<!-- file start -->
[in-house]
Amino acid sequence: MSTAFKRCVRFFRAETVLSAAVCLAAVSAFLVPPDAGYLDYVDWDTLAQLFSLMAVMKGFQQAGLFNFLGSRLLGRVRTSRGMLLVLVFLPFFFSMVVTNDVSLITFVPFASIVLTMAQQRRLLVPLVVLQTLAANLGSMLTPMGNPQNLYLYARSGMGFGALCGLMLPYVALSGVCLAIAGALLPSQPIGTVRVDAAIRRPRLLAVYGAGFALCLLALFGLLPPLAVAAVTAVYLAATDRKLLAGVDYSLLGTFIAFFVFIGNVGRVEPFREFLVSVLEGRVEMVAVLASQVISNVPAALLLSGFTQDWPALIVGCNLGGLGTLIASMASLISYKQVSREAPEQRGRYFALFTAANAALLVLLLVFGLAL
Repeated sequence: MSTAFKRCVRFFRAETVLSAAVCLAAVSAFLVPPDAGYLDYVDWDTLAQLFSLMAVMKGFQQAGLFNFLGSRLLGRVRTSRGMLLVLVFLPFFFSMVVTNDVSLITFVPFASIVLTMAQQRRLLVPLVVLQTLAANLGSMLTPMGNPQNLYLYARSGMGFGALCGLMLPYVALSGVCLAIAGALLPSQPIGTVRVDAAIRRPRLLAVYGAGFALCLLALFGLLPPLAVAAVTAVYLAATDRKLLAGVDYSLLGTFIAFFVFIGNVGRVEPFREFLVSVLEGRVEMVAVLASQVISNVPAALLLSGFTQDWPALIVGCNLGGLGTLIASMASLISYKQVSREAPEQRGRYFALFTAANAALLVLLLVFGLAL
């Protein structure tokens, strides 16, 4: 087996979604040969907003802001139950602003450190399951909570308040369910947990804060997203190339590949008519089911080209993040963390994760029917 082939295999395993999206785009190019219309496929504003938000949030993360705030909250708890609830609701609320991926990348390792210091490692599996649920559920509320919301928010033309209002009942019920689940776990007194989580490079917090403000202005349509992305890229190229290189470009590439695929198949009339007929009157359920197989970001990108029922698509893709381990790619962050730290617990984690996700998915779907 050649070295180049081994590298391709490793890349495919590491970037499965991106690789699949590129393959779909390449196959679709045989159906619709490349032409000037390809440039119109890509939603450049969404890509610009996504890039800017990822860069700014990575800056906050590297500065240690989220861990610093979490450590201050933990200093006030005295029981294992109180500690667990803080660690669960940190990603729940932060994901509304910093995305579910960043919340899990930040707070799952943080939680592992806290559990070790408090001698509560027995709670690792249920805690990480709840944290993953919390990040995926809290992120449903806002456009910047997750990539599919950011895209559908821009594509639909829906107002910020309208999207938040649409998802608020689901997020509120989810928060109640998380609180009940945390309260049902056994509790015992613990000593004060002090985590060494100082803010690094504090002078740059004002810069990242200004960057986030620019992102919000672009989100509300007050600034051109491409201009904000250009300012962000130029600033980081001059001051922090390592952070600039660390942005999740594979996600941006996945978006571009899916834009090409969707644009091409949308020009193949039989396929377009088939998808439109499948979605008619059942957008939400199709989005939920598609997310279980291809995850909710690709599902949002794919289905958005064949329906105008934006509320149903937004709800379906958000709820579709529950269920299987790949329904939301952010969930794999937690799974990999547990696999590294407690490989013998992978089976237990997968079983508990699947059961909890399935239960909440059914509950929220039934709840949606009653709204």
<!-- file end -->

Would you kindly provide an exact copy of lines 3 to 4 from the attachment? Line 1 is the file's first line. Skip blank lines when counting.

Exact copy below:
Repeated sequence: MSTAFKRCVRFFRAETVLSAAVCLAAVSAFLVPPDAGYLDYVDWDTLAQLFSLMAVMKGFQQAGLFNFLGSRLLGRVRTSRGMLLVLVFLPFFFSMVVTNDVSLITFVPFASIVLTMAQQRRLLVPLVVLQTLAANLGSMLTPMGNPQNLYLYARSGMGFGALCGLMLPYVALSGVCLAIAGALLPSQPIGTVRVDAAIRRPRLLAVYGAGFALCLLALFGLLPPLAVAAVTAVYLAATDRKLLAGVDYSLLGTFIAFFVFIGNVGRVEPFREFLVSVLEGRVEMVAVLASQVISNVPAALLLSGFTQDWPALIVGCNLGGLGTLIASMASLISYKQVSREAPEQRGRYFALFTAANAALLVLLLVFGLAL
């Protein structure tokens, strides 16, 4: 087996979604040969907003802001139950602003450190399951909570308040369910947990804060997203190339590949008519089911080209993040963390994760029917 082939295999395993999206785009190019219309496929504003938000949030993360705030909250708890609830609701609320991926990348390792210091490692599996649920559920509320919301928010033309209002009942019920689940776990007194989580490079917090403000202005349509992305890229190229290189470009590439695929198949009339007929009157359920197989970001990108029922698509893709381990790619962050730290617990984690996700998915779907 050649070295180049081994590298391709490793890349495919590491970037499965991106690789699949590129393959779909390449196959679709045989159906619709490349032409000037390809440039119109890509939603450049969404890509610009996504890039800017990822860069700014990575800056906050590297500065240690989220861990610093979490450590201050933990200093006030005295029981294992109180500690667990803080660690669960940190990603729940932060994901509304910093995305579910960043919340899990930040707070799952943080939680592992806290559990070790408090001698509560027995709670690792249920805690990480709840944290993953919390990040995926809290992120449903806002456009910047997750990539599919950011895209559908821009594509639909829906107002910020309208999207938040649409998802608020689901997020509120989810928060109640998380609180009940945390309260049902056994509790015992613990000593004060002090985590060494100082803010690094504090002078740059004002810069990242200004960057986030620019992102919000672009989100509300007050600034051109491409201009904000250009300012962000130029600033980081001059001051922090390592952070600039660390942005999740594979996600941006996945978006571009899916834009090409969707644009091409949308020009193949039989396929377009088939998808439109499948979605008619059942957008939400199709989005939920598609997310279980291809995850909710690709599902949002794919289905958005064949329906105008934006509320149903937004709800379906958000709820579709529950269920299987790949329904939301952010969930794999937690799974990999547990696999590294407690490989013998992978089976237990997968079983508990699947059961909890399935239960909440059914509950929220039934709840949606009653709204």